Anniversary of a tragedy
Today is the first anniversary of the bombings at the 2013 Boston Marathon.
While this year’s race will not be held until next Monday, tributes will be held today in Boston to honor not only the victims of that horrendous act but also all of the first responders whose courage saved so many lives.
Boston.com reported that three people were killed and a total of 264 people sought treatment at hospitals – 170 of the injuries were classified as “serious.” Another security officer died during the manhunt for the suspects in the bombings.
While dozens were maimed, it is impossible to determine how many people lived when first responders and ordinary citizens applied tourniquets to severed limbs.
It is appalling to look at Boston.com’s list of the victims and see the number of “severe leg injury” notations next to the names. By our count, there were 34 such injuries on the list – and there were other simple leg injuries.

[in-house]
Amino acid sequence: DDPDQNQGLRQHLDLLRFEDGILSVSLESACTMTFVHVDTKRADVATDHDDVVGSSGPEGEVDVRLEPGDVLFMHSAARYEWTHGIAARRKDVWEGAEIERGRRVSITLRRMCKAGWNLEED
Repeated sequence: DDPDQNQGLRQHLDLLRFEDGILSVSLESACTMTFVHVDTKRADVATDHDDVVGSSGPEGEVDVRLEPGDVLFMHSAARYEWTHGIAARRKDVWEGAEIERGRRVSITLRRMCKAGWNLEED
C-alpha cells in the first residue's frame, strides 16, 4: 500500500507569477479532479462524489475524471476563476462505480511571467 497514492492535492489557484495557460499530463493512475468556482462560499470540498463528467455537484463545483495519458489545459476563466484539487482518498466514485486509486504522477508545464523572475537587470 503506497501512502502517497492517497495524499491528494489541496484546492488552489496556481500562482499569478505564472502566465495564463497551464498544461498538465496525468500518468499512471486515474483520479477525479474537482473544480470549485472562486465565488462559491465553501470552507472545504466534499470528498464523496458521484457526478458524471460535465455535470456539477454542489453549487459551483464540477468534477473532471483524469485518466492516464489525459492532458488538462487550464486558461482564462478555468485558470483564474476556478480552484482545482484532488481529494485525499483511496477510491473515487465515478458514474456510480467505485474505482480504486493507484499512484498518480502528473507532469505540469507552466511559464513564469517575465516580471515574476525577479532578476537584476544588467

There is not a count of amputations that we can determine. But it is a good guess that all of those with “severe leg injuries” would have bled to death without immediate treatment.
Ordinary citizens stepped forward, applied first aid and comforted the injured.
Area emergency rooms stepped up and handled a record number of trauma cases. Boston is blessed with some of the finest hospitals in the nation and they proved their worth by saving so many lives.
So, there were a lot of heroes last year in Boston. They should be celebrated.
Two terrorist brothers tried to inflict as much pain and suffering as possible with their improvised explosive devices. They did a lot of physical damage but it appears that the spirit known as “Boston Pride” has emerged strengthened.
And next Monday, the 118th running of the Boston Marathon will go on as scheduled.
* Editorials reflect the opinion of the publisher.